“Why can’t I have a good relationship?” and “What am I doing wrong?” are two of the most common questions our friends and acquaintances may struggle with. We all want to love and be loved. We want companionship, warmth and pleasure. We want a partner to count on, to grow and build with. Yet, often too many people choose someone who offers them only short-term excitement and drama, with the long-term filled with pain, confusion, and uncertainty.
They start with an empty place inside that they try to fill with something from the outside, usually a person, although it can also be alcohol, drugs or work. They feel that there is a hole in the middle of their heart, which represents a bottomless pit of need. An emptiness that lacks meaning and is full of despair. Because of this empty place, they are people driven by fear and desperation to latch onto anything that provide a promise of making them complete and secure.
People end up making bad choices. They choose partners who are like the partners they had in the past who were unsatisfactory, or they play out old scenarios from their own childhood. They find men and women who are emotionally unavailable and try to work on making them love them to prove to themselves that they are indeed lovable. They choose partners who have major problems, like alcoholism, that they are not interested in resolving, but they are somehow convinced that the other person can fix for them self; simply by loving them enough. These people do not realize they are pushing away the very same people they want to be loved by. This includes a significant other or even siblings, relatives, friends.
“Why can’t I have a good relationship?” they ask, when they have not even learned how to have a good relationship with themselves. One of the biggest problems with relationships with other people is that they lack the self-esteem to love themselves and accept themselves for who they are. Without this self-love and self- acceptance, they look for a partner to affirm them and determine their worth through their love. They are unable to effectively set limits and boundaries and are unable to be authentic to be their real selves. They have developed a false self that has only tried to please others in order to be loved.
Many women, in particular, become involved in destructive relationships that may further damage their self-esteem and sense of themselves as being a worthwhile person in this world. We have become more aware of the social problems of battering in intimate relationships, including emotional, and physical abuse of partners; as we recently witnessed in the case of the physical abuse incurred by Taylor Amstrong from RHOBH, or in the past by Nicole Simpson which ultimately ended in her dead. It is important to recognize that spousal abuse has no boundaries and it occurs in all levels and economic strata of society. Unfortunately, it only comes to the attention of the public when the victim is a celebrity. The sad news is that spousal abuse is rampant. According to the National Coalition of Domestic violence: “One in every four women will experience domestic violence in her lifetime. An estimated 1.3 million women are victims of physical assault by an intimate partner each year. 85% of domestic violence victims are women. Historically, females have been most often victimized by someone they knew. Females who are 20-24 years of age are at the greatest risk of nonfatal intimate partner violence. Most cases of domestic violence are never reported to the police. “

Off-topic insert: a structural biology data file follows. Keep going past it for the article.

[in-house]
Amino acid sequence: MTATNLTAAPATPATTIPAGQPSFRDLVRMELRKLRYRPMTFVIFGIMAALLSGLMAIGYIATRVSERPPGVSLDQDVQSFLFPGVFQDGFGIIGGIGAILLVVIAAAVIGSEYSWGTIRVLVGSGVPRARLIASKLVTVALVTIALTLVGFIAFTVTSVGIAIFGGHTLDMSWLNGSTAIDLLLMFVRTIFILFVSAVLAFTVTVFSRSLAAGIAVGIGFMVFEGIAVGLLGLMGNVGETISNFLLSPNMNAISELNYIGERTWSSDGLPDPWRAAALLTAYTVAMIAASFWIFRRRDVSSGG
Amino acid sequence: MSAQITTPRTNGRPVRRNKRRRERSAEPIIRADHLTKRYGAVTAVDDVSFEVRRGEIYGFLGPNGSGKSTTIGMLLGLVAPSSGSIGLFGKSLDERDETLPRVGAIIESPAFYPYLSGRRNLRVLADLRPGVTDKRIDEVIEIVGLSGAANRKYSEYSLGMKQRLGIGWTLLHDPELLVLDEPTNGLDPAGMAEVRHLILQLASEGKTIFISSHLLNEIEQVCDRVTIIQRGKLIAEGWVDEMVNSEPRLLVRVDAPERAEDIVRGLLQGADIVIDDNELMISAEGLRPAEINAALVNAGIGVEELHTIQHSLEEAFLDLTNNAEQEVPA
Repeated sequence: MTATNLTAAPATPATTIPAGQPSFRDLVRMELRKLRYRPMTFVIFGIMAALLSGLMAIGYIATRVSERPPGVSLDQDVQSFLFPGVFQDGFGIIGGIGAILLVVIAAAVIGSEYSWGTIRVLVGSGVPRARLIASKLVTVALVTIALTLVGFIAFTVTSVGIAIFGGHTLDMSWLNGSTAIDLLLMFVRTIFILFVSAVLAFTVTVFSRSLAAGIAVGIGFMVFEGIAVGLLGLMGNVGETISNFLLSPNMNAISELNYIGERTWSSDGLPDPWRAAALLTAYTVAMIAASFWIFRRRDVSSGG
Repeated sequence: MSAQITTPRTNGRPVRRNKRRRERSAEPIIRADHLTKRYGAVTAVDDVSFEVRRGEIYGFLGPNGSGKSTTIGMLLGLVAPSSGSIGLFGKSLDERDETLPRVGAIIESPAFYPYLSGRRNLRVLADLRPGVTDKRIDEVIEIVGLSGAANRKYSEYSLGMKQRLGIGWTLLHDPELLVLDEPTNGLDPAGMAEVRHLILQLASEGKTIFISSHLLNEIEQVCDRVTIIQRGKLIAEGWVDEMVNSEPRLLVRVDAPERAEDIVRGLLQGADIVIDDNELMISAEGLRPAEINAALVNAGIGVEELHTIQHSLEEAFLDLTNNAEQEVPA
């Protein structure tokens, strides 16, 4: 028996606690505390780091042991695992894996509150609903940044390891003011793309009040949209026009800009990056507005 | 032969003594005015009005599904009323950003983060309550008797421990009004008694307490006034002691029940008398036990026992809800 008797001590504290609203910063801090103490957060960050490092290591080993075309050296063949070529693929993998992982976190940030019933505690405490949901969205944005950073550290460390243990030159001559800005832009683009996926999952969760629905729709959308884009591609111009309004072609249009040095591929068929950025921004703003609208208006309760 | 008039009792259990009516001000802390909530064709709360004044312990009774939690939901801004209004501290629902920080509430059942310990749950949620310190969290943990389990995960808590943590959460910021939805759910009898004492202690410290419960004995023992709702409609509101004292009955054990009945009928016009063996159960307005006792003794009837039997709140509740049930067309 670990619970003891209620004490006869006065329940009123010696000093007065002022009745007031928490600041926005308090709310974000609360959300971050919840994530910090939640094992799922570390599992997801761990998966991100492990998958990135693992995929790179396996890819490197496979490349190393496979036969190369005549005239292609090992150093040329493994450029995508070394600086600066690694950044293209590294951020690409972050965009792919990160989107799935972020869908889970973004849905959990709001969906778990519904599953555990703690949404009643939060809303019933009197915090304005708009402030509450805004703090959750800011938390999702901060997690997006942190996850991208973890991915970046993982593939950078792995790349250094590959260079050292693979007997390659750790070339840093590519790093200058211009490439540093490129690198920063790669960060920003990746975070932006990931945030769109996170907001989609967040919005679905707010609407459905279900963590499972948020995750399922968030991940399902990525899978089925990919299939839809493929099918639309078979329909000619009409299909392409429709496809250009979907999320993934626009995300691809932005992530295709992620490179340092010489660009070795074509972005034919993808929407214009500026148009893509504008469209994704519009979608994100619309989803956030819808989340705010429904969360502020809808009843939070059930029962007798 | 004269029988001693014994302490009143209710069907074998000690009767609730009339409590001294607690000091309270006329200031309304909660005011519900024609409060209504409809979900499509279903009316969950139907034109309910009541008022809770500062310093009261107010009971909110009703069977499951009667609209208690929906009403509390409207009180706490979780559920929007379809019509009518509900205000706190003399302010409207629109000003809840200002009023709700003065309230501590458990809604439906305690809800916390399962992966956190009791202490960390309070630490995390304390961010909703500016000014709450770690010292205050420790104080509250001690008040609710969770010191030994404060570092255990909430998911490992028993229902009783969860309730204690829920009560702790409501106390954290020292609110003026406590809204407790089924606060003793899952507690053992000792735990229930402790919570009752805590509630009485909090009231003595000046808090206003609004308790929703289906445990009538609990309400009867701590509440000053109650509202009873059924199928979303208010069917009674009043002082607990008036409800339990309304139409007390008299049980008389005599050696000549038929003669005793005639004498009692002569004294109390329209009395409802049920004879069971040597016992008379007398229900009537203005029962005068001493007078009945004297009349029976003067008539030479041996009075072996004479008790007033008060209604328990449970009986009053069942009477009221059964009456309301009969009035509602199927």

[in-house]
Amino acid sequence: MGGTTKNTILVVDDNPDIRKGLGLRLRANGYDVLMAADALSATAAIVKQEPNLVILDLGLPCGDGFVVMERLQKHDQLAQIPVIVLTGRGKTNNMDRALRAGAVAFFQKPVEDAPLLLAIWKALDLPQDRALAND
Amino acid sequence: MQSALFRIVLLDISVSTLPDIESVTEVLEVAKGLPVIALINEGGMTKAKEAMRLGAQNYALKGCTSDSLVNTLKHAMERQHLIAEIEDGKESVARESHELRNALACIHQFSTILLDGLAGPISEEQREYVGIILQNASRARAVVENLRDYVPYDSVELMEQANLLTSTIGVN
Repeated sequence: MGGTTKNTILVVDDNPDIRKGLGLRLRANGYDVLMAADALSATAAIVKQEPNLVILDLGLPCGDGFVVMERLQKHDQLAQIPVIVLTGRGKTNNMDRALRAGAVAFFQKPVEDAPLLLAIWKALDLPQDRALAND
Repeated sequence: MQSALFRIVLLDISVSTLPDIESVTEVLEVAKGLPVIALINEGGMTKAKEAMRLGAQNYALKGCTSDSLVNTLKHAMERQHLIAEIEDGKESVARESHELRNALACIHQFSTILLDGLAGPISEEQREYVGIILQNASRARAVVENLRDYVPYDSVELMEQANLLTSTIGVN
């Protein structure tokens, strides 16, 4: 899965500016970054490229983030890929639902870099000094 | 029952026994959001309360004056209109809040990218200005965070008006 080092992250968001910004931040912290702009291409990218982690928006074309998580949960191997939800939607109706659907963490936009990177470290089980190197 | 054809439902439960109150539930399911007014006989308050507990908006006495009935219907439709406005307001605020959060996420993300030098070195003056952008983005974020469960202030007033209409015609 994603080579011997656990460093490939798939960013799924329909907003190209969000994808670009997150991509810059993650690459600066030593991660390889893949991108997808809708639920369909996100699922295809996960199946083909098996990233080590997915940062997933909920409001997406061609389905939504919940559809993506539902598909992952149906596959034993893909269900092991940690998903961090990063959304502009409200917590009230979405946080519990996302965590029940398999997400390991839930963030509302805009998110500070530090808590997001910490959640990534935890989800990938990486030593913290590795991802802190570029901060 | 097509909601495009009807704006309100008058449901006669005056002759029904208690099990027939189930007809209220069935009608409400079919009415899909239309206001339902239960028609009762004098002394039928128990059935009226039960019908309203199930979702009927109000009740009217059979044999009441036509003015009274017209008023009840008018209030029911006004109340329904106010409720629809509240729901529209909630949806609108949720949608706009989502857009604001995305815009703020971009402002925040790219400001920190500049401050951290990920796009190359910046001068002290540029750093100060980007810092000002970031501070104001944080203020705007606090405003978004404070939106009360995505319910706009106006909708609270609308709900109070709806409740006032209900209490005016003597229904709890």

National Coalition Of Domestic Violence Facts:
Women, and men, without being aware of it, often choose partners who are like their parents, or like earlier partners, and will treat them in the same or similar ways. People become used to a certain kind of treatment and, if that is the way, they have always been treated, may not actually know how to expect anything better, or be able to imagine what a good relationship would look like and feel like.
Even in superficially good relationships, problems may exist that render them unsatisfying to one or both of the partners, or limit the ways in which the relationship and the individuals can grow. There are some common issues facing all those who enter new relationships, including dealing with anger, communicating needs, wants, and feelings, and dealing with the balance between autonomy and intimacy.
Anger is a means of expressing important feelings, but it is fearful to most people. It represents a danger, both to the individual and to the relationship. Learning how to express anger in a constructive rather than destructive way is of utmost importance and enables the channel between intimates to remain open and clear.
Most men and women have difficulty with intimacy at some level. There is no one group of people that knows how to practice intimacy properly at all times, nor is there an easily obtainable set of rules and guidelines that can be applied to all situations. However, certainly working on being authentic, learning to love ourselves for who we are without pretending in order to convince others that we are lovable; it certainly helps. In some instances, this may require some psychological work to explore the repetition compulsion that plays in your life.
~ Dr. Estella Sneider, PhD